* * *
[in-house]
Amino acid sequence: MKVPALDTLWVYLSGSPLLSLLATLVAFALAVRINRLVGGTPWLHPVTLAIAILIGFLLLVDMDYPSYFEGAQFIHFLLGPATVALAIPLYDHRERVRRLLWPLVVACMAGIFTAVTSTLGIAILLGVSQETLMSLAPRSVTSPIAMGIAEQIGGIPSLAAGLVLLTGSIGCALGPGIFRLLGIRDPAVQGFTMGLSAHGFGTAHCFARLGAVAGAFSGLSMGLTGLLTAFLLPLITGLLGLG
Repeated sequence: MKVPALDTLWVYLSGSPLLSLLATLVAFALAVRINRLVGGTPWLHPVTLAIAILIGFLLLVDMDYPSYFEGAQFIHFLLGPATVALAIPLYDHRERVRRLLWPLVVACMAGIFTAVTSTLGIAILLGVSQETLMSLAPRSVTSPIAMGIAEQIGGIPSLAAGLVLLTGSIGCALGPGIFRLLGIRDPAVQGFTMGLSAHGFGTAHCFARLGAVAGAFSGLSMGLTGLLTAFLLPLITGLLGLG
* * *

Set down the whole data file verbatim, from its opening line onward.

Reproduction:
[in-house]
Amino acid sequence: MKVPALDTLWVYLSGSPLLSLLATLVAFALAVRINRLVGGTPWLHPVTLAIAILIGFLLLVDMDYPSYFEGAQFIHFLLGPATVALAIPLYDHRERVRRLLWPLVVACMAGIFTAVTSTLGIAILLGVSQETLMSLAPRSVTSPIAMGIAEQIGGIPSLAAGLVLLTGSIGCALGPGIFRLLGIRDPAVQGFTMGLSAHGFGTAHCFARLGAVAGAFSGLSMGLTGLLTAFLLPLITGLLGLG
Repeated sequence: MKVPALDTLWVYLSGSPLLSLLATLVAFALAVRINRLVGGTPWLHPVTLAIAILIGFLLLVDMDYPSYFEGAQFIHFLLGPATVALAIPLYDHRERVRRLLWPLVVACMAGIFTAVTSTLGIAILLGVSQETLMSLAPRSVTSPIAMGIAEQIGGIPSLAAGLVLLTGSIGCALGPGIFRLLGIRDPAVQGFTMGLSAHGFGTAHCFARLGAVAGAFSGLSMGLTGLLTAFLLPLITGLLGLG